After several days of indecisive and directionless trading, the major indices trended solidly higher yesterday. Volume picked up a bit as well. The S&P 500 and Dow Jones Industrial Average gained 0.5% and 0.6% respectively, while the Nasdaq Composite rallied 1.0%. The small-cap Russell 2000 advanced 1.1% and the S&P Midcap 400 closed 0.8% higher. A bit of selling pressure in the late afternoon caused stocks to finish off their intraday highs, but the broad market held on to most of its gains. It was also a welcome change that each of the major indices keep pace with one another, as none of the indices lagged significantly behind.
Turnover was higher in both exchanges yesterday, causing both the S&P 500 and Nasdaq Composite to register bullish “accumulation days.” Total volume in the NYSE increased by 10%, while volume in the Nasdaq was 7% higher than the previous day’s level. Unfortunately, volume levels still came in below average, but the broad-based gains on higher volume is a good start. Market internals were firmly positive as well. In the Nasdaq, advancing volume exceeded declining volume by a margin of more than 4 to 1. The NYSE spread was positive by nearly 5 to 2.
We’ve been focused extensively on the performance of the Semiconductor Index ($SOX) recent days because the sector tends to lead the Nasdaq, and hence the broad market. However, one tech-related sector that has been showing more relative strength and a better chart pattern than the $SOX is the Software Index ($GSO). When the broad market correction began in May, both sectors sold off sharply, but the $GSO found support in mid-June. The $SOX, however, continued lower. In the beginning of July, the $GSO began trending lower again, but the index held its prior low from the previous month and formed a double bottom. Meanwhile, the $SOX fell another ten percent below its June low. Presently, the $SOX remains more than 20% below its 52-week high, but the $GSO is only off by 6%. Since forming its double bottom last month, the $GSO has moved steadily higher and closed yesterday back above resistance of its 200-day moving average. If the index clears its August 18 high, there is a decent chance the $GSO will recover all the way back to at least test its 52-week high that was set in April of this year. Looking at the daily chart of the $GSO below, notice the nice consolidation that is occurring just above the 200-day moving average:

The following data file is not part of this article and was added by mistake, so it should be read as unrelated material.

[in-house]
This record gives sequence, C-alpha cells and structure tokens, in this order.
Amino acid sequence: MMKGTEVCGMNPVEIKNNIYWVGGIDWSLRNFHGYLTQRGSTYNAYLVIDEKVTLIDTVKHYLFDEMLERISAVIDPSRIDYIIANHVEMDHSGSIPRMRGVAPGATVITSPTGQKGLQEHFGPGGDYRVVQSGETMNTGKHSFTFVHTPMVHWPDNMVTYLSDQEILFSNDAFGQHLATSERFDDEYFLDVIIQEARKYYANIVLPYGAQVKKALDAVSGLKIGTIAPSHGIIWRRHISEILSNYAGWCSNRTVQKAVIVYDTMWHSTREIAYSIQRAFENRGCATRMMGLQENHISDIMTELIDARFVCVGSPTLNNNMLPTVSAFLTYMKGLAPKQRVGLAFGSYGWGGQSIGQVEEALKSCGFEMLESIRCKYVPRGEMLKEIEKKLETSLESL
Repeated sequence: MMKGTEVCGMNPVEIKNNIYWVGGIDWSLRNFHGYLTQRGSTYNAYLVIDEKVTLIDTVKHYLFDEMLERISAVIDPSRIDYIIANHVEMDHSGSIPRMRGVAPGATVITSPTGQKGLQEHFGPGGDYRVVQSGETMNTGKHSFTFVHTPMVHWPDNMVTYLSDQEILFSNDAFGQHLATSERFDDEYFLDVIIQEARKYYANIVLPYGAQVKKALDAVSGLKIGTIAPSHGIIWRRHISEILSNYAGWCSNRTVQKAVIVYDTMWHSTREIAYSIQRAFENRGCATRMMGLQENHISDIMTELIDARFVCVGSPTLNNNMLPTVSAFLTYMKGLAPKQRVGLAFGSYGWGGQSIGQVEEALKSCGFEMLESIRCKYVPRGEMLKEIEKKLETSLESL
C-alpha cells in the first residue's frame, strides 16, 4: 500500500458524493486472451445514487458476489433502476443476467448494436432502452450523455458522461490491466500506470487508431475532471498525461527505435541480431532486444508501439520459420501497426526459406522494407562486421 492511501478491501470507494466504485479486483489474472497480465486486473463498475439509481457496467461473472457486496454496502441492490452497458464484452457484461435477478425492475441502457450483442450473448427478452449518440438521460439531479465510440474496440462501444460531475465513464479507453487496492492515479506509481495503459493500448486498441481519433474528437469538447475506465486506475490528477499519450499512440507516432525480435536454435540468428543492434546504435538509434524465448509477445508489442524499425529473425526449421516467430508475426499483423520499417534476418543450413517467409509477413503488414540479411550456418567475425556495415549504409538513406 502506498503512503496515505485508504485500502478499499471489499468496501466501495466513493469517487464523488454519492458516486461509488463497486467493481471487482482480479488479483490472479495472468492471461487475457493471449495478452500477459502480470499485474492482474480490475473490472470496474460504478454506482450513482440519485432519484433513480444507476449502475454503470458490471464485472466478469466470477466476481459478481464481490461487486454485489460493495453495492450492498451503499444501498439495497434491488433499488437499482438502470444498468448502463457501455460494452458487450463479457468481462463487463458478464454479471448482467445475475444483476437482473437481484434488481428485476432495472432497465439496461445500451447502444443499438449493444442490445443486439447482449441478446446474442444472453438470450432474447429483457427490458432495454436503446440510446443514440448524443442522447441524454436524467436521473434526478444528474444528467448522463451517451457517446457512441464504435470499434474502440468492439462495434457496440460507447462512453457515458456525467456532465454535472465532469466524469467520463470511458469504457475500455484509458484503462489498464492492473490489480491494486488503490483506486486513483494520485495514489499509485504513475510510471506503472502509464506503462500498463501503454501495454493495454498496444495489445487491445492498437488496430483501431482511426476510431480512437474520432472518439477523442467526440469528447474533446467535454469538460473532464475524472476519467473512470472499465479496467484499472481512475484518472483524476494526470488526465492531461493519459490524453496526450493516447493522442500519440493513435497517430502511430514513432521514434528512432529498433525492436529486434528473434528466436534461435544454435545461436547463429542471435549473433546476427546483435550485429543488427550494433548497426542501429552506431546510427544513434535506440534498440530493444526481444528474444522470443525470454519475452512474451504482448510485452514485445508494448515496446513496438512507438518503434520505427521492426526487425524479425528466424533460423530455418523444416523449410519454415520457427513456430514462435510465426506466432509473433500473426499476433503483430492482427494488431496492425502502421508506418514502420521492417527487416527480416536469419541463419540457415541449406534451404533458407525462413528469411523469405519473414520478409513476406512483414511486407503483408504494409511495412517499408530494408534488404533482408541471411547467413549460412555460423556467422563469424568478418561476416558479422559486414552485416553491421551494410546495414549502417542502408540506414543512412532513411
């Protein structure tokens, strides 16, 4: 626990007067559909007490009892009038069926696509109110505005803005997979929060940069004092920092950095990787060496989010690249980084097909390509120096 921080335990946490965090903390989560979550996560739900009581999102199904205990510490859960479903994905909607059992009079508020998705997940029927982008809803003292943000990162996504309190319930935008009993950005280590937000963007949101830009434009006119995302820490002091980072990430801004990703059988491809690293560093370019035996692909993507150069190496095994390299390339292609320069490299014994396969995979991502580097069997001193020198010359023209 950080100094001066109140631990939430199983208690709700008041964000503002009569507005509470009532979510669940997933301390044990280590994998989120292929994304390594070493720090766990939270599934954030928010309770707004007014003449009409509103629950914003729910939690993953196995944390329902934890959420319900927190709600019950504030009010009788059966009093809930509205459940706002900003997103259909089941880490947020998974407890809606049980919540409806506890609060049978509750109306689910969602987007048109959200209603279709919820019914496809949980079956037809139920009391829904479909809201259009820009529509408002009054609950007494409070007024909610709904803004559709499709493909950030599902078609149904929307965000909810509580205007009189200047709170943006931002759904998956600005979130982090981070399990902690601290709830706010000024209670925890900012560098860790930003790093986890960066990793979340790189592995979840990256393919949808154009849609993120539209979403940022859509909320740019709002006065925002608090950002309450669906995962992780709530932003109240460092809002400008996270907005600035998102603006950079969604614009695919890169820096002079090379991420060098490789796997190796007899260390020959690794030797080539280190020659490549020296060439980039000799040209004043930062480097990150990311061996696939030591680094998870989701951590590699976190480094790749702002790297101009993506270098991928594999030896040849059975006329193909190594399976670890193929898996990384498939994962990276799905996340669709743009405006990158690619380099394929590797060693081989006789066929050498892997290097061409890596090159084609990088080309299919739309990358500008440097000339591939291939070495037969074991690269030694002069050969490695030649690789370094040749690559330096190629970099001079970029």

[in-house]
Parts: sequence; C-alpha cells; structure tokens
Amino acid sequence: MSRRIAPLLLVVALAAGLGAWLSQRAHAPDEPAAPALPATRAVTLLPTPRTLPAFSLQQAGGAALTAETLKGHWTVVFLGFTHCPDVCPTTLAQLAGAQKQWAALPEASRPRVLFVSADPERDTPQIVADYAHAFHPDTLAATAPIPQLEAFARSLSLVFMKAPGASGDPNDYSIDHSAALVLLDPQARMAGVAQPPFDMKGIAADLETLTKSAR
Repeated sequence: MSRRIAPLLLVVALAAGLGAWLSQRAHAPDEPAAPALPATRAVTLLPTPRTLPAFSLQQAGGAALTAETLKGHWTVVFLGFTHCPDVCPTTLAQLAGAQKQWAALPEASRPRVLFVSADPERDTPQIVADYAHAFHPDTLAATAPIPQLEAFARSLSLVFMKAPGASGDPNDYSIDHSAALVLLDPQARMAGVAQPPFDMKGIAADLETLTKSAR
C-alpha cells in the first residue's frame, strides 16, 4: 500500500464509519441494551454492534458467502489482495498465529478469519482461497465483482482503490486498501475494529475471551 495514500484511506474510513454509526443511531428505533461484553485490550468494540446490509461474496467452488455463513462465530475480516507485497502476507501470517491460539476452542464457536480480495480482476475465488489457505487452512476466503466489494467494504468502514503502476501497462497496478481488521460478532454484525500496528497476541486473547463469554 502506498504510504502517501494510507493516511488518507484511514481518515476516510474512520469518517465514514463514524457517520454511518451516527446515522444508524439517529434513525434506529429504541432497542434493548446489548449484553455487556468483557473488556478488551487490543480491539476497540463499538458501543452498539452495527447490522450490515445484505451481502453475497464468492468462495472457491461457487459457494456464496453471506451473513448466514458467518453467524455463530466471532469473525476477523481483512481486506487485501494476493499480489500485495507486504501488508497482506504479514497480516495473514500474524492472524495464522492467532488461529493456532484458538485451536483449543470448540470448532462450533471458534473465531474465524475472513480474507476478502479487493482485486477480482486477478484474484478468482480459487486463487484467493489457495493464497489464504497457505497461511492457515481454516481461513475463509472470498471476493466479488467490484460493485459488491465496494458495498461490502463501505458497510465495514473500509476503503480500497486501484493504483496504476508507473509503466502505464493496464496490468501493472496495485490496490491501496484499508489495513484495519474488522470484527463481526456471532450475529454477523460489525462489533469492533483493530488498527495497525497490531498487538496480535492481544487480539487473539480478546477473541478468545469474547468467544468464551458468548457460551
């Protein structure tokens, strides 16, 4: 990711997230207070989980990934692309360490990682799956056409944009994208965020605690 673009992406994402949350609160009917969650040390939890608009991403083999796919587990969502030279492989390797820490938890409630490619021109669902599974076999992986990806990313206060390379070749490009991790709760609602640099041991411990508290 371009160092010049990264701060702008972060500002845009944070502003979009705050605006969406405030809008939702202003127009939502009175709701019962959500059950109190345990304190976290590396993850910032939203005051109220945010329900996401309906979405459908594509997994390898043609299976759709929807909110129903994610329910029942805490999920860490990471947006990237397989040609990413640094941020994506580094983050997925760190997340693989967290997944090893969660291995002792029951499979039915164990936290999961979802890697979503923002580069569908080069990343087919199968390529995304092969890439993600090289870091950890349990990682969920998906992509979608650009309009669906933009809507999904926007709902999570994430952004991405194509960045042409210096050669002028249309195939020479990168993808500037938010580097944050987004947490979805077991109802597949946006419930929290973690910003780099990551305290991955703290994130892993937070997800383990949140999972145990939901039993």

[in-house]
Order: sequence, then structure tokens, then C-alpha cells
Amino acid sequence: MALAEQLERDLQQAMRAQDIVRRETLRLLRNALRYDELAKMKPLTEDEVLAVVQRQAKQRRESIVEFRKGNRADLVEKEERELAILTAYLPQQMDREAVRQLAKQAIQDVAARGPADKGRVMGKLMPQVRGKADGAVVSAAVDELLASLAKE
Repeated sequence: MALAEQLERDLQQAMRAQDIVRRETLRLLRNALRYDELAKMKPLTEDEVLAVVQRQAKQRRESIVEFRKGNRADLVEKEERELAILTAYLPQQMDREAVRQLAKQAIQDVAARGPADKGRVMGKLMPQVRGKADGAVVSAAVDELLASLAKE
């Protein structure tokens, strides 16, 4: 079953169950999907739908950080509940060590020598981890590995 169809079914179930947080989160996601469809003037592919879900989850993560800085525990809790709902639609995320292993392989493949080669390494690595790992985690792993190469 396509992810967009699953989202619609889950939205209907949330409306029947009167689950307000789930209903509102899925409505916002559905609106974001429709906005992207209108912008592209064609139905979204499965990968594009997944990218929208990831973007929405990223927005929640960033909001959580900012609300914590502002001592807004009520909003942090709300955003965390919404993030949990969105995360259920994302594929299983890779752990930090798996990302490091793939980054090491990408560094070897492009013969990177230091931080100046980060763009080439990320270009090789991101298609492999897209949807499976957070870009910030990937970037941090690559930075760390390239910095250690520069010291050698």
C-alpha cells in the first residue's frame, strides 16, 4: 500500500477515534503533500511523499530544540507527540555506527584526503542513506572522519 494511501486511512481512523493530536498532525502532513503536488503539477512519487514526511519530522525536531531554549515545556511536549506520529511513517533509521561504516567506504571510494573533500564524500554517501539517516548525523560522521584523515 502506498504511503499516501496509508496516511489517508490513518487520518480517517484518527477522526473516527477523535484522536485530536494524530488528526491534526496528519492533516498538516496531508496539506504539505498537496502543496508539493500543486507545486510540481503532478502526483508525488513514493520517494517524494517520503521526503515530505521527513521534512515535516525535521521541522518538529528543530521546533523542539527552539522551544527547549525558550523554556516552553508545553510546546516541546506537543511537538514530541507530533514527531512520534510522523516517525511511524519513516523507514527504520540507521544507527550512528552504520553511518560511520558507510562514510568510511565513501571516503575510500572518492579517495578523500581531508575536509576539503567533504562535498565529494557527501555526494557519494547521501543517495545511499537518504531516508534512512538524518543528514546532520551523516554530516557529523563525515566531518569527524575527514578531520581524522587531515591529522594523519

When comparing one sector, stock, or ETF to another, we like to use overlay charts that compare the percentage price changes. These are line charts that don’t show any actual prices, but instead show only a comparison of how much an instrument has moved up or down, relative to another, within a given period of time. If you overlay the $SOX with the $GSO, you will quickly spot the relative strength the $GSO has been exhibiting. Since May 1, the $GSO index has lost 3.9%, but the $SOX has fallen more than 14% during the same period:
If volume returns and the market breaks out, the Software sector will probably be one of the better performing sectors. As the ETF Roundup shows, there are three ETFs that are comprised of software stocks: iShares Software (IGV), Software HOLDR (SWH), and the PowerShares Dynamic Software (PSJ). All currently have similar chart patterns.
Going into today, traders will likely remain on the sidelines ahead of the minutes from the Federal Reserve Board’s August 8 monetary-policy meeting. Scheduled to be released at 2:00 pm EDT, the minutes are likely to generate volatility in the market. The S&P 500, Dow Jones, and Nasdaq Composite each closed right below their respective highs of their recent consolidations, so they could breakout from here. However, just remember that light volume in the market often results in false moves in both directions. We continue to recommend laying low until after the Labor Day holiday has passed.
There are no new setups in the pre-market today. Until after the Labor Day holiday has passed and volume returns to the market, we will likely just focus on managing our existing open positions for maximum profitability instead of entering new ones.
Daily Performance Report:
Below is an overview of all open positions, as well as a performance report on all positions that were closed only since the previous day’s newsletter. Net P/L figures are based on the $50,000 Wagner Daily model account size. Changes to open positions since the previous report are listed in red text below:
Open positions (coming into today):
MZZ long (250 shares from August 23 entry) –
bought 73.03 (avg.), stop 70.29, target 77.20, unrealized points = (0.24), unrealized P/L = ($60)
IYR short (400 shares from August 23 entry) –
sold short 74.52, stop 76.10, target 69.80, unrealized points = (0.98), unrealized P/L = ($392)
IWM short (250 shares from August 1 entry) –
sold short 68.65, stop 71.16, target 61.70, unrealized points = (1.69), unrealized P/L = ($422)
Closed positions (since last report):
Current equity exposure ($100,000 max. buying power):
No changes to the open positions above.
here for glossary and explanation of terms used in The Wagner Daily
Click here to view MTG’s past performance results (updated monthly).
Edited by Deron Wagner,
MTG Founder and